(Sec. 7) Requires the DHS Secretary to designate a federal government entity to receive notices of security breaches (designated entity). Requires such designated entity to provide the notices and other information it receives to the Secret Service, the FBI, the FTC, the U.S. Postal Inspection Service (if fraud is involved), state attorneys general, and other federal law enforcement agencies.
Requires any business entity or agency to notify the designated entity of a security breach if: (1) the number of individuals whose sensitive personally identifying information was acquired by an unauthorized person exceeds 10,000, (2) the breach involves a data system containing information on more than 1 million individuals nationwide, (3) the breach involves databases owned by the federal government, or (4) the breach involves primarily sensitive personally identifiable information of individuals known to be employees and contractors of the federal government involved in national security or law enforcement.
(Sec. 8) Authorizes the Attorney General to bring civil and administrative actions against business entities for violations of this Act and to seek injunctive relief or civil penalties, including increased penalties for willful or intentional violations.
(Sec. 9) Authorizes state attorneys general or state or local law enforcement agencies to bring a civil action on behalf of state residents who have been threatened or adversely affected by a business entity violating provisions of this Act and to obtain injunctive relief or civil penalties. Requires a state attorney general bringing a civil action to provide written notice to the Attorney General who may then move to stay the action, move to consolidate all pending actions, intervene, and file petitions for appeal.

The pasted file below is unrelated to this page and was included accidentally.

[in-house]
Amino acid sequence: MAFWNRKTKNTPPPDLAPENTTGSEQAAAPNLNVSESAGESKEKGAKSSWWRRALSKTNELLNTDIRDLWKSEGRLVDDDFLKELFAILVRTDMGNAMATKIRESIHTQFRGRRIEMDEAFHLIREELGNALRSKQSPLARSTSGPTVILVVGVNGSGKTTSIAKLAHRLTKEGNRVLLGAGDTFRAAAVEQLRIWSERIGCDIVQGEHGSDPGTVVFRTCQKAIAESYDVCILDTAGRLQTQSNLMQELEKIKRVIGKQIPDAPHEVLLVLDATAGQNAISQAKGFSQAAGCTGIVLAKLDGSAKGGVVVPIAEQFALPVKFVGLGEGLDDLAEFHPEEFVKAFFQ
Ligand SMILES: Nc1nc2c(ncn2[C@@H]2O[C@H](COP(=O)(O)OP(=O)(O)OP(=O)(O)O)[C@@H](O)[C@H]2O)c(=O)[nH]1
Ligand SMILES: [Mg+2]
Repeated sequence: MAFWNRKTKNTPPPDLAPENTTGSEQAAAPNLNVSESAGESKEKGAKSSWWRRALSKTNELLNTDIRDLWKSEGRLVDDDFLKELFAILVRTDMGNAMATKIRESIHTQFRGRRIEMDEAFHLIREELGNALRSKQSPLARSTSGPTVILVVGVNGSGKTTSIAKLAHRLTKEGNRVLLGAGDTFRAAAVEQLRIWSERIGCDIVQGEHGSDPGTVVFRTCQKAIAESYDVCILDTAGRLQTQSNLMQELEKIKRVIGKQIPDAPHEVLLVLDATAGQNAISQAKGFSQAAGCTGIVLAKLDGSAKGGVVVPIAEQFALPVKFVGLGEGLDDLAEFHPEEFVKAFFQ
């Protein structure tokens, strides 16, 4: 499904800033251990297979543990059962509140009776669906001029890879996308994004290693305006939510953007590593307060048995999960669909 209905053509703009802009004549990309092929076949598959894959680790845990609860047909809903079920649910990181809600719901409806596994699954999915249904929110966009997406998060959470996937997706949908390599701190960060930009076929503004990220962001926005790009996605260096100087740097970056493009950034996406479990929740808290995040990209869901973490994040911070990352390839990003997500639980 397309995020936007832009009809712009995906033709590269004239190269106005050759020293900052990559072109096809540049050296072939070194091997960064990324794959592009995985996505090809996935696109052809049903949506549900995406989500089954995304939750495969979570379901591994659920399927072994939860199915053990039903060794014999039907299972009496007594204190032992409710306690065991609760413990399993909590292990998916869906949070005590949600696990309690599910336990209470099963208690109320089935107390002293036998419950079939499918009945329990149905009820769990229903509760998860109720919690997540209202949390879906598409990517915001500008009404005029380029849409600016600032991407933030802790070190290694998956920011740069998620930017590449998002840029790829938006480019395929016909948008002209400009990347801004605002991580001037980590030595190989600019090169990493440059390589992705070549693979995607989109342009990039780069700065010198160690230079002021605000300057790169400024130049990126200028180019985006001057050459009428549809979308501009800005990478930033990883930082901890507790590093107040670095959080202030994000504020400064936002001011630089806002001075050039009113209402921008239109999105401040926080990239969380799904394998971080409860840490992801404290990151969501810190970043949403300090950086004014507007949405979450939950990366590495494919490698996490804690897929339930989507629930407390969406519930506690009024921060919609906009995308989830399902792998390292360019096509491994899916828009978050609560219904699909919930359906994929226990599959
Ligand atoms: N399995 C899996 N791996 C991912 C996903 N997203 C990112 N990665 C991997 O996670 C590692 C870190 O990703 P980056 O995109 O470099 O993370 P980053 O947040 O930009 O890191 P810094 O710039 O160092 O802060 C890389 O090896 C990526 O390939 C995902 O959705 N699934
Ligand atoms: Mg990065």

(Sec. 10) Amends the federal criminal code to impose a prison term of up to five years and/or a fine on any individual who has knowledge of a security breach and intentionally and willfully conceals such breach, resulting in economic harm of $1,000 or more to any individual. Grants the Secret Service and the FBI authority to investigate criminal concealments of security breaches.
(Sec. 11) Provides that this Act shall supersede any other provision of federal law (except the data security requirements of the Gramm-Leach-Bliley Act and certain health privacy provisions) or state law relating to notification by an interstate business entity or agency of a security breach.
(Sec. 12) Authorizes appropriations for the cost of investigations, risk assessments, and civil actions relating to security breaches under this Act.
(Sec. 13) Directs the FTC, not later than 18 months after the enactment of this Act, to report on: (1) the number and nature of the security breaches described in notices filed by business entities invoking the risk assessment exemption under this Act, and (2) the response of the FTC to such notices. Excludes from such report the contents of any risk assessment provided to the FTC.
Directs the Secret Service and FBI, not later than 18 months after the enactment of this Act, to report on the number and nature of security breaches subject to the national security and law enforcement exemptions under this Act.
(Sec. 14) Sets forth definitions for purposes of this Act, including a definition of "sensitive personally identifiable information."